Due to their pronounced capability to induce fever, endotoxins and other fever-inducing components are termed pyrogens. The best-characterized endotoxins are lipopolysaccharides which are the main cell wall components of Gram-negative bacteris. Fever may also occur after infection by Gram-negative bacteria, viruses and parasites.
Pyrogen testing should ensure that pharmaceutical products for parenteral use are free of fever-inducing components, as contaminants that causing this condition are a serious threat to patients and, in the worst of cases, may lead to death by septic shock.
Pharmacopoeias describe rabbit pyrogen tests. These tests are based on the fact that pyrogen contaminants in a product administered parenterally lead to an increase in body temperature. However, the monitoring of body temperature is not suitable for the control of all endotoxins. In addition, there is the question of the ethical aspect of animal experimentation.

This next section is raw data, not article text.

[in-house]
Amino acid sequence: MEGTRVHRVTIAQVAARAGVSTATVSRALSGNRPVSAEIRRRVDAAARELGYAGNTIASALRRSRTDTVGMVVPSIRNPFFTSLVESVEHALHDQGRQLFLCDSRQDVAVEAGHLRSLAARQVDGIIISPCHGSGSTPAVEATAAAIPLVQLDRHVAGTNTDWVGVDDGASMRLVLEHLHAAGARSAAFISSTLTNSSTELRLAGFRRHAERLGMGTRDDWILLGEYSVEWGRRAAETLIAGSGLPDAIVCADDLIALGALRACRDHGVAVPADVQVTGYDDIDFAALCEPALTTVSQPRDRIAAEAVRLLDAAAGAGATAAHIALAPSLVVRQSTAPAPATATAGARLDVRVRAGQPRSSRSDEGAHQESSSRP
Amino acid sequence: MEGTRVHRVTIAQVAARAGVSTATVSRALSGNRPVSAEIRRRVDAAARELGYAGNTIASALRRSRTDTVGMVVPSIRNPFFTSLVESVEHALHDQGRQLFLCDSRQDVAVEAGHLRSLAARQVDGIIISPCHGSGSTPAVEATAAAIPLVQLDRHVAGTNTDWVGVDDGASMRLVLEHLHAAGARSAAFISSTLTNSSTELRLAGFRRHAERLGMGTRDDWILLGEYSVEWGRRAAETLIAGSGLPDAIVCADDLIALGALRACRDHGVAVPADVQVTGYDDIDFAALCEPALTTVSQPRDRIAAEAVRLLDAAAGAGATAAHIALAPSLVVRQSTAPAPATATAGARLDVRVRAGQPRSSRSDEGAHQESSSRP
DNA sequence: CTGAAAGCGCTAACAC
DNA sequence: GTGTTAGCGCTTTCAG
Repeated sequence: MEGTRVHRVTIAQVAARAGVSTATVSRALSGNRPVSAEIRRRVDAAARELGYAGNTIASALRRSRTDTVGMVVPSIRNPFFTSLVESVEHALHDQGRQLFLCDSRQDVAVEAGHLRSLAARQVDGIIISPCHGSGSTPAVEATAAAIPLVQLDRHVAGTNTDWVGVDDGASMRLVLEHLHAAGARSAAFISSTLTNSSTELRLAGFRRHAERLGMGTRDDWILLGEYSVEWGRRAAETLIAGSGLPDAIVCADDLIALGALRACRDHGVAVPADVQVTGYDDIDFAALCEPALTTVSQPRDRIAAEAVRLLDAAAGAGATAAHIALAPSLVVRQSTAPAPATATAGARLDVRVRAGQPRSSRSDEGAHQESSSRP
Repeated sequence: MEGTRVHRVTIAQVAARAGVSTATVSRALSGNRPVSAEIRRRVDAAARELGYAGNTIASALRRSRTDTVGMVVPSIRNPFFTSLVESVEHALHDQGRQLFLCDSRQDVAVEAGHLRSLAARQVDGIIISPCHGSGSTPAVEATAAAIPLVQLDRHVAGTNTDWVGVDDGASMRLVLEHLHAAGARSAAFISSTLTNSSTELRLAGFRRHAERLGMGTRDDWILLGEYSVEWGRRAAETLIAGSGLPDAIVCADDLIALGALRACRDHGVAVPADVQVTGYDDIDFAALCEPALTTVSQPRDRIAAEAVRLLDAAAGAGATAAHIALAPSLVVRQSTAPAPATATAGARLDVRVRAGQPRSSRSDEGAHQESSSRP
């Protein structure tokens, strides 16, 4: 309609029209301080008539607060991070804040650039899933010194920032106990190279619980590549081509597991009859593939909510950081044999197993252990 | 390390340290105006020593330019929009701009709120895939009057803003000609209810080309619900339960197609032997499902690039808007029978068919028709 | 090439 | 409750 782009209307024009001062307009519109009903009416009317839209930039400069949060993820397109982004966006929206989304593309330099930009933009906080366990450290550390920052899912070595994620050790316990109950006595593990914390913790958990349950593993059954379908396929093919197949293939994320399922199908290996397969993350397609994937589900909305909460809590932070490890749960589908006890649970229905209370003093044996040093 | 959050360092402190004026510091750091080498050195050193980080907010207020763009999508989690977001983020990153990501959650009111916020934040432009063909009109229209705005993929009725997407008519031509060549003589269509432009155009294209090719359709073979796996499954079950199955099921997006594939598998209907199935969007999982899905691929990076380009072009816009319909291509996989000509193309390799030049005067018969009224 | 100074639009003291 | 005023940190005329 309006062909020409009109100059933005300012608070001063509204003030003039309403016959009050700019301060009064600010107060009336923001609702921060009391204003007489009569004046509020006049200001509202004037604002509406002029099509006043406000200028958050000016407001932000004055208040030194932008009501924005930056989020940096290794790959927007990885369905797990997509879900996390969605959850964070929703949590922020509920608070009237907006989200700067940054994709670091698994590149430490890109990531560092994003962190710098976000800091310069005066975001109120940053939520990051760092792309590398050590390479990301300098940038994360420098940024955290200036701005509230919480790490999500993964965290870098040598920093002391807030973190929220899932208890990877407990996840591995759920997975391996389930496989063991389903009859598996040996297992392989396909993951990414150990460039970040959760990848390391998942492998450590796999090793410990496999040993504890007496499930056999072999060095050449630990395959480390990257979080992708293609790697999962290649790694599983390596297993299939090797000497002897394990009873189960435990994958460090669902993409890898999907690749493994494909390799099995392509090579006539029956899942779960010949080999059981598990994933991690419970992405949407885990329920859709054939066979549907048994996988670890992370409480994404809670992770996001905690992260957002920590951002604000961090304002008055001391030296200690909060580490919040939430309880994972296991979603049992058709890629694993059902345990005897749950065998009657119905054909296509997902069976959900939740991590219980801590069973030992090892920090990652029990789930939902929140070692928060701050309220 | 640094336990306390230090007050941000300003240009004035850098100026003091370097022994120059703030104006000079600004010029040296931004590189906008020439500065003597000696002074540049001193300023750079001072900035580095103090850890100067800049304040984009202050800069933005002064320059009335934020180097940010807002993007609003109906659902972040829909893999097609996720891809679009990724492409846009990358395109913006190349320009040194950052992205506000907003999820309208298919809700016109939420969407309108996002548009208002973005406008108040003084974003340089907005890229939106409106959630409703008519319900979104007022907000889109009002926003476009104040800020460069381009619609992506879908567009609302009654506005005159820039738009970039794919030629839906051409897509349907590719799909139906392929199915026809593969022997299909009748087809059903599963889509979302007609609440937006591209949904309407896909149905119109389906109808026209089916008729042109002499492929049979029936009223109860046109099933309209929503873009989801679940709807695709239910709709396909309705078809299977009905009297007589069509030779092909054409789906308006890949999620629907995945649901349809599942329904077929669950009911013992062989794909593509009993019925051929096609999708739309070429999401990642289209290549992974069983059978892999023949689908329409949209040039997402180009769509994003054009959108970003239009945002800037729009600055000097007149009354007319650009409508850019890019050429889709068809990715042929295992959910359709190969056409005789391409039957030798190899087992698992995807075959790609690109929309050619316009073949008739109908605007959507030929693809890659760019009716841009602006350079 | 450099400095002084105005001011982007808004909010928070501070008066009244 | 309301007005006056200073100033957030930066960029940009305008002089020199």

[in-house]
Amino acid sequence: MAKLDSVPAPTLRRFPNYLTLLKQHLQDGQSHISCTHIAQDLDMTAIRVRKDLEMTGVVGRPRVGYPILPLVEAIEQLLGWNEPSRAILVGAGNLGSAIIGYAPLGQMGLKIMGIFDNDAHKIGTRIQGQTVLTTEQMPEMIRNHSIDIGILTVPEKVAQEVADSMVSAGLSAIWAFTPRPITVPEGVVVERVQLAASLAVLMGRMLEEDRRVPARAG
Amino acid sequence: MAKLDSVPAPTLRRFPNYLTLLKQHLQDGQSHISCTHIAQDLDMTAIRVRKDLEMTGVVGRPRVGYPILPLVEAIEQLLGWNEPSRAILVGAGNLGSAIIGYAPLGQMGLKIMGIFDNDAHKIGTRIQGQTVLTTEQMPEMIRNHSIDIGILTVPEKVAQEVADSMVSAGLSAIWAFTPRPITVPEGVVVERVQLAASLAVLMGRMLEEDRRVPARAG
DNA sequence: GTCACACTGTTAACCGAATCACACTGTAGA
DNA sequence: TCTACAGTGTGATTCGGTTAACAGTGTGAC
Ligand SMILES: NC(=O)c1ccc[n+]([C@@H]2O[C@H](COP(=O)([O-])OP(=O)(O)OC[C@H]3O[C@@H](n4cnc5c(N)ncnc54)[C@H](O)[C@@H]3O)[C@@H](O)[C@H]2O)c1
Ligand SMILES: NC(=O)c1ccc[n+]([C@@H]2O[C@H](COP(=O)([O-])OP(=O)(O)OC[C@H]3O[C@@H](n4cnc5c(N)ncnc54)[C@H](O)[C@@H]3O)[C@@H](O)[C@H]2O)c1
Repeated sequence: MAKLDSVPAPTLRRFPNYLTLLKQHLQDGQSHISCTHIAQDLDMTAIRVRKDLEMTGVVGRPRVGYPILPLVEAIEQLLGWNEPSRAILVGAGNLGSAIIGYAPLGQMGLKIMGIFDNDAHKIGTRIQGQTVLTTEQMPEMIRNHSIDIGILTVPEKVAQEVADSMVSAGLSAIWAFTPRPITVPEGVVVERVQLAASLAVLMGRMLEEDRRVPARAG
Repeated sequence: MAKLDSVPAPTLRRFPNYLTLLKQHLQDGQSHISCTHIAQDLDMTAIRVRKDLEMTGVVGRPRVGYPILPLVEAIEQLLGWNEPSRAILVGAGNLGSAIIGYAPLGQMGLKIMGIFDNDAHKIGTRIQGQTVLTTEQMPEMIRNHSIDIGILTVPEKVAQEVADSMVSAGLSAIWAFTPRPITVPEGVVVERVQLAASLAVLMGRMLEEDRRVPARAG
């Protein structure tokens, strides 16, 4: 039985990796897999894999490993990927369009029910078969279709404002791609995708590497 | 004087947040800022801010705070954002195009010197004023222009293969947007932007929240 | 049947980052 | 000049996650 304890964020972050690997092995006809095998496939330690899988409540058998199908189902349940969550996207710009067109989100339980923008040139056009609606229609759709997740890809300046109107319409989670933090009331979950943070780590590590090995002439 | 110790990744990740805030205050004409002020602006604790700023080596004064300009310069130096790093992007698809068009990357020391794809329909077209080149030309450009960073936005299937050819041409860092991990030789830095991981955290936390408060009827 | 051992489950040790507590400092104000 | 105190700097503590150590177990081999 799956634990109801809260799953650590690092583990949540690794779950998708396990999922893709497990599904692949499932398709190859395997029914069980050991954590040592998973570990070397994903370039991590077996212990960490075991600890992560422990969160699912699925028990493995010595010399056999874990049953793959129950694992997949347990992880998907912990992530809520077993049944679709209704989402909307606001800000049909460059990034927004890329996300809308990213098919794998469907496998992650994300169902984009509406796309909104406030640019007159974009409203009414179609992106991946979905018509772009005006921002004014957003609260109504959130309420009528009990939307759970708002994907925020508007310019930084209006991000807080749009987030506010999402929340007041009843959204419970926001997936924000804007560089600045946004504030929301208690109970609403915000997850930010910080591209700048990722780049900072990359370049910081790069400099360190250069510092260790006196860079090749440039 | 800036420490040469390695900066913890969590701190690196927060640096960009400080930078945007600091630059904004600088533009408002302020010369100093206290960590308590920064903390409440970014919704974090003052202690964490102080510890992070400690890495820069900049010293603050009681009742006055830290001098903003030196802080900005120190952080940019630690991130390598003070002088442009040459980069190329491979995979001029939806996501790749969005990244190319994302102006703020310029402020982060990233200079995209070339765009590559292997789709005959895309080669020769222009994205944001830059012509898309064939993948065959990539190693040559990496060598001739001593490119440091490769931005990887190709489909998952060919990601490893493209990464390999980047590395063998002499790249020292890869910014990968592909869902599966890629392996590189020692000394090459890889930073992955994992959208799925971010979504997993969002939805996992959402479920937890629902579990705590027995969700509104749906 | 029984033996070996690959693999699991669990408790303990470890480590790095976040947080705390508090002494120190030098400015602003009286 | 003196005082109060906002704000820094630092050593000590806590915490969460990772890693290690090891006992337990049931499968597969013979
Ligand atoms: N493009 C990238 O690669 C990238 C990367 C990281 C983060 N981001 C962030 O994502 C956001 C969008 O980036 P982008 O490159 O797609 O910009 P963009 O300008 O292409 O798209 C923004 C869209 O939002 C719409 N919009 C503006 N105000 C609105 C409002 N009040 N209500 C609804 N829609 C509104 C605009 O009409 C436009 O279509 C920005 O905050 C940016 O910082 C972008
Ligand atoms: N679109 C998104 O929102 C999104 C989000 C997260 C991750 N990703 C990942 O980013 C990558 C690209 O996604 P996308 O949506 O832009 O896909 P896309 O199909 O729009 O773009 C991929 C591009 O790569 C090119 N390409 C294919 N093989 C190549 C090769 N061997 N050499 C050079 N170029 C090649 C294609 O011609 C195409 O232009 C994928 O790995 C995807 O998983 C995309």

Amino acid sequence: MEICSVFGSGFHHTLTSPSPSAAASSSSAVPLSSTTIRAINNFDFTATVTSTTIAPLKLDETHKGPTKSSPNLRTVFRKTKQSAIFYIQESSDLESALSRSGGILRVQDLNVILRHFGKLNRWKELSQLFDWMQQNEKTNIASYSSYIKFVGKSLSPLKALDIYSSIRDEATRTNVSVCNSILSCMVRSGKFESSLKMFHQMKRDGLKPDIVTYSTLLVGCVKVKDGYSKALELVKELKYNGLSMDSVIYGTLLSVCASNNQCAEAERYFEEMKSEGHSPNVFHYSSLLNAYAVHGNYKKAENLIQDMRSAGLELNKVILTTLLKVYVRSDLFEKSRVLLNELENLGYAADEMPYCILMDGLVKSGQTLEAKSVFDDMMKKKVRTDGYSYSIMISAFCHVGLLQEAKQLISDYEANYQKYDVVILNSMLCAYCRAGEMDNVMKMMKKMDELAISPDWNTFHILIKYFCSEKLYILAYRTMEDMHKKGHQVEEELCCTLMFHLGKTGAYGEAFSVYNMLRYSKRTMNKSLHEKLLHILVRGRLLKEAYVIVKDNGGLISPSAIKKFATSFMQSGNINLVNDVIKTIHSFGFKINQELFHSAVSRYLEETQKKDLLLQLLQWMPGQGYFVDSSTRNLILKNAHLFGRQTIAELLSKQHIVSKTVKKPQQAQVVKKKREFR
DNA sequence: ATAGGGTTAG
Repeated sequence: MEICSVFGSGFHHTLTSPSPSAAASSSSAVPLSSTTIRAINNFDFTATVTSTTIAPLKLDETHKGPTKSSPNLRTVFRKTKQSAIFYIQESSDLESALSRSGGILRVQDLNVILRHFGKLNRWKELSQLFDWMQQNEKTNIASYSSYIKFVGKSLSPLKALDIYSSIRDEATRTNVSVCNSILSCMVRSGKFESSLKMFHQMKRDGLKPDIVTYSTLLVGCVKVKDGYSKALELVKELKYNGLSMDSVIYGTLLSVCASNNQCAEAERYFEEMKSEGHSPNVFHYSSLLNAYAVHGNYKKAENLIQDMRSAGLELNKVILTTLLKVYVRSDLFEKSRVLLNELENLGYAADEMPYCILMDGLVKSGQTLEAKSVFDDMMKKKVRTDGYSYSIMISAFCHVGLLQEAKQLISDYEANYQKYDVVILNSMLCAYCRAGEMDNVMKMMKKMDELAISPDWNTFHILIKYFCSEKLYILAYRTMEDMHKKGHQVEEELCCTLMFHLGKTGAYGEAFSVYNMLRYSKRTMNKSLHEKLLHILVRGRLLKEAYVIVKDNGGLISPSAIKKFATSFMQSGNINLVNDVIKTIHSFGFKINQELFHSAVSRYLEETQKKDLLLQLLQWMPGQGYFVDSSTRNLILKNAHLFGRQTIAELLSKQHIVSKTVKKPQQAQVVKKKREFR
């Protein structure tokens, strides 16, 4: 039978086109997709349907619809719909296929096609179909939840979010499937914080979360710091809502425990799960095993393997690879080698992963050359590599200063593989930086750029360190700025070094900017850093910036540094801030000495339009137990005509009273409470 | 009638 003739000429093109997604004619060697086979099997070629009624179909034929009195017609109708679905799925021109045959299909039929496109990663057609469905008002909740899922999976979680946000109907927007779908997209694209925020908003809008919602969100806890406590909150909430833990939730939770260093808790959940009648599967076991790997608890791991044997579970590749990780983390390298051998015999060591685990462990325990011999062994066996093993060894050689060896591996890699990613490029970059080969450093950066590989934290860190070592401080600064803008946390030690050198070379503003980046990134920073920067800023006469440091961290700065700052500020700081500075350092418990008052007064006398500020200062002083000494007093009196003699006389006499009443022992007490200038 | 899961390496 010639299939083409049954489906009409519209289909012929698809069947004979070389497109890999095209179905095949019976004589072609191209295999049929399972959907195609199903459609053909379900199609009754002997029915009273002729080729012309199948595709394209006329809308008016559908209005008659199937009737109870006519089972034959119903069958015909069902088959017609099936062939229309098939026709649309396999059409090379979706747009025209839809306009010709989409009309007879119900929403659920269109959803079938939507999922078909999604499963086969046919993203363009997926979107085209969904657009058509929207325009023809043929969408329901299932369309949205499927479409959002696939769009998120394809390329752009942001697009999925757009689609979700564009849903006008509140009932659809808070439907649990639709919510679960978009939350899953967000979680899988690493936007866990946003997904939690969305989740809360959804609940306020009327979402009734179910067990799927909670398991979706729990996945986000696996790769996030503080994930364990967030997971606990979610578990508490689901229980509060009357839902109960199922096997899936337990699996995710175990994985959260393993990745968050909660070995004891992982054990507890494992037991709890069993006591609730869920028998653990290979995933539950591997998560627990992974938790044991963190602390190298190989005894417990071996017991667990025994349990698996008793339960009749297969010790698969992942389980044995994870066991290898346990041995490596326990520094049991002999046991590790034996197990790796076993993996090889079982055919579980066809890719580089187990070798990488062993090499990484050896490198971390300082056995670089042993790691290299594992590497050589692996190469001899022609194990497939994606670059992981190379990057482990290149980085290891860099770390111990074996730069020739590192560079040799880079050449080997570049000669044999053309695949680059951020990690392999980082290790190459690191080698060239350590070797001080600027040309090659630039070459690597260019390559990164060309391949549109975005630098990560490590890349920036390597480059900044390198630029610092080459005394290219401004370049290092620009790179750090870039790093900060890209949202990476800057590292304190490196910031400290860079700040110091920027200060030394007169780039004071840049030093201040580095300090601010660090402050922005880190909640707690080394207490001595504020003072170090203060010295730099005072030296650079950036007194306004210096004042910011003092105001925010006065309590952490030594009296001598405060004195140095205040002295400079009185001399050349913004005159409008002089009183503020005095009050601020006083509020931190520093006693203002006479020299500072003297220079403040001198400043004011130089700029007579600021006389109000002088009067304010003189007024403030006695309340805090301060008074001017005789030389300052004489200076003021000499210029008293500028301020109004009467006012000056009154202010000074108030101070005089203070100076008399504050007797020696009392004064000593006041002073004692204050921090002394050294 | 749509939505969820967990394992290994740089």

To overcome these problems, alternatives methods have been proposed to test for pyrogenicity. The Limulus ameobocyte lysate (LAL) test, which is included in pharmacopoeias measures the clotting of the haemolymph of the horseshoe crab in the presence of bacterial endotoxins. This test is specific for endotoxins form Gram-negative bacterial, and does not detect other pyrogenic substances. New methods, using cell lines such as MonoMac-6, THP-1 or RAW264.7 and human whole blood based on the determination of cytokines have been proposed to detect endotoxins.
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